The User Experience of Language Design

Designing a Language

In my career I‘ve designed a wide range of things from software to catheters to robots but — until I joined the audacious and brilliant crew at Jut — I never imagined being part of the design of a computer language.

I vaguely knew, if I thought about it, that computer languages were created by some person. And I’d paid enough attention over the years to the evolving specifications for javascript, html and css to grasp that language development was iterative like any creative process. However, I had never thought about the creation of a computer language truly as ‘design’ and certainly never imagined that the process involved attention to the user experience in ways that were directly analogous to the way I approached the design of software interfaces and interactions.

Designing a coding language is a user experience problem.

Being personally involved in developing the Juttle language completely changed my perspective. Designing a coding language is definitely a user experience problem. In retrospect, I think the source of my blind spot was the medium. I mean, computer languages are all about code and where is the user experience in that? As it turns out, everywhere! The process of coming to this epiphany was both a fascinating affirmation of the universality of the design process and a chance to broaden my appreciation of some of the fundamental pieces of user experience: aesthetics and antecedents.


Before I actually became involved in the Juttle language design itself I was working on the UX/UI for the interface in which one would write and run Juttle. As we started sharing prototypes of this design with prospective customers I was frustrated to find that the feedback was all to do with what I considered rather picky details around the Juttle language. Here are some examples:

Why do you have a semi-colon there?”
“I wouldn’t use a square bracket like that”
“Functions look like JS and sinks are more like bash”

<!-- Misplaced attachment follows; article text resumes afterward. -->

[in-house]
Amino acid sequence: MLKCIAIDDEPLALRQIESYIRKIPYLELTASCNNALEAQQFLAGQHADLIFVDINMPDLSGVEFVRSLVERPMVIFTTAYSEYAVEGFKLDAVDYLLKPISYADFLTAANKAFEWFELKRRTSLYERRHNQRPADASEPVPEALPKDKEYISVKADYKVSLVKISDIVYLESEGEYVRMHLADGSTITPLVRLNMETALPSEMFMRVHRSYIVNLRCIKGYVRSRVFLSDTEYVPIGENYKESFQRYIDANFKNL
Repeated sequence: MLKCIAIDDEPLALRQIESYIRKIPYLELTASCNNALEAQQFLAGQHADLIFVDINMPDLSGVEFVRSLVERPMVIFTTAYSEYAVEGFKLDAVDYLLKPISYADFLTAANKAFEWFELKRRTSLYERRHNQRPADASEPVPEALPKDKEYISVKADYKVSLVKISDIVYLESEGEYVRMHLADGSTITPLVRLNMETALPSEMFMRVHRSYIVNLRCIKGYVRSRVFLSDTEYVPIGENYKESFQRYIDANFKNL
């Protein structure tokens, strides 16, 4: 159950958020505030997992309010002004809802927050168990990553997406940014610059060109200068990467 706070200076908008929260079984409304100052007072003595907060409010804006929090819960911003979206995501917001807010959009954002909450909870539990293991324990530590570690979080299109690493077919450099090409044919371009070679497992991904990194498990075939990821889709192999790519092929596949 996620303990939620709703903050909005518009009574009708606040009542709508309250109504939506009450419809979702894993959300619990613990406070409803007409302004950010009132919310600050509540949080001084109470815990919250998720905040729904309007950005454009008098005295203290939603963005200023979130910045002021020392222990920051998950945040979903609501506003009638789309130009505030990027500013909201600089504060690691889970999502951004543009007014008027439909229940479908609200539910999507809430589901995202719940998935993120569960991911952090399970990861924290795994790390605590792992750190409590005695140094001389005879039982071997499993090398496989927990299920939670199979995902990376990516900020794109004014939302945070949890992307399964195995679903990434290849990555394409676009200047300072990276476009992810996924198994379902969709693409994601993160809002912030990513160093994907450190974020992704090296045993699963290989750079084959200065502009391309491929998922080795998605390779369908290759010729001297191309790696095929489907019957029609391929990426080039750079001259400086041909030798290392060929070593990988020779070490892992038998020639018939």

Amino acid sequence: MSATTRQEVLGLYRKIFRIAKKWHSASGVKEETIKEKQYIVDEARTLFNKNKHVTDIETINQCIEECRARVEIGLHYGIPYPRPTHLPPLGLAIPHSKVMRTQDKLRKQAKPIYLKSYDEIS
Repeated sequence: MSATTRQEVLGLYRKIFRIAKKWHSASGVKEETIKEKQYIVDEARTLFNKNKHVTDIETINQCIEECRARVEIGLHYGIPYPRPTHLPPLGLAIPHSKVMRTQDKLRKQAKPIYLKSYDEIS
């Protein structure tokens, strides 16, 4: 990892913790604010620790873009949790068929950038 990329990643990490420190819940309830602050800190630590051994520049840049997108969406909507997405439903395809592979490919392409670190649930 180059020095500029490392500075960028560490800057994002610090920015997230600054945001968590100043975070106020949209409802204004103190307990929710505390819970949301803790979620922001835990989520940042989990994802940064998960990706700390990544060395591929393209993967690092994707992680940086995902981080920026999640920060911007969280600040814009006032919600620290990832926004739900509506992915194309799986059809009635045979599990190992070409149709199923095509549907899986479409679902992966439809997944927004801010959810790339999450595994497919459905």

Initially I didn’t take these comments seriously, hearing them almost as small talk before we got to the ‘real’ feedback about the UI I was designing. But suddenly in the magical way that user research has of making you see your own blindspots, I realized that these comments were the real feedback! We were showing these folks a new computer language and they were giving us detailed reactions to that language in terms of the specific arrangement of symbols and whitespace that Juttle uses to encode meaning.

But suddenly in the magical way that user research has of making you see your own blindspots, I realized that these comments were the real feedback!

The humbling epiphany here was that they were evaluating the symbolic representations in terms of an aesthetic that I was blind to, what the Juttle team called ‘optics.’ This was a shock because — as a designer working in a world of technical people — part of my self identity was wrapped up in the idea that I was the one with the aesthetic vision! Even if the developers didn’t get it, I could see that adding 3 more pixels of padding mattered or how lining up or offsetting objects was critical for communicating hierarchy or that, yes, a small difference in color saturation had a big impact on legibility. But suddenly, I was the one who didn’t get it, who didn’t understand the implications of {} versus [], why :: was a better way to set off moments than : or why, in a particular case, “slashes don’t grok.”

The issue was that in the context of code, text was being evaluated at an entirely new level for me: as an arrangement of symbols that encoded meaning. I hadn’t consciously thought about text in this way since I had learned to read! Uncomfortably, my go-to toolset for thinking about text aesthetics — font, kerning, and leading — were irrelevant for making user experience decisions regarding the interpretation of symbols within the context of an inflexible grid of lines and fixed-width characters. Fortunately, the initial intimidation I felt at this epiphany dissipated as soon as I saw that I could begin to add value to the syntax discussions by playing with symbolic arrangements in my familiar design-test-iterate process.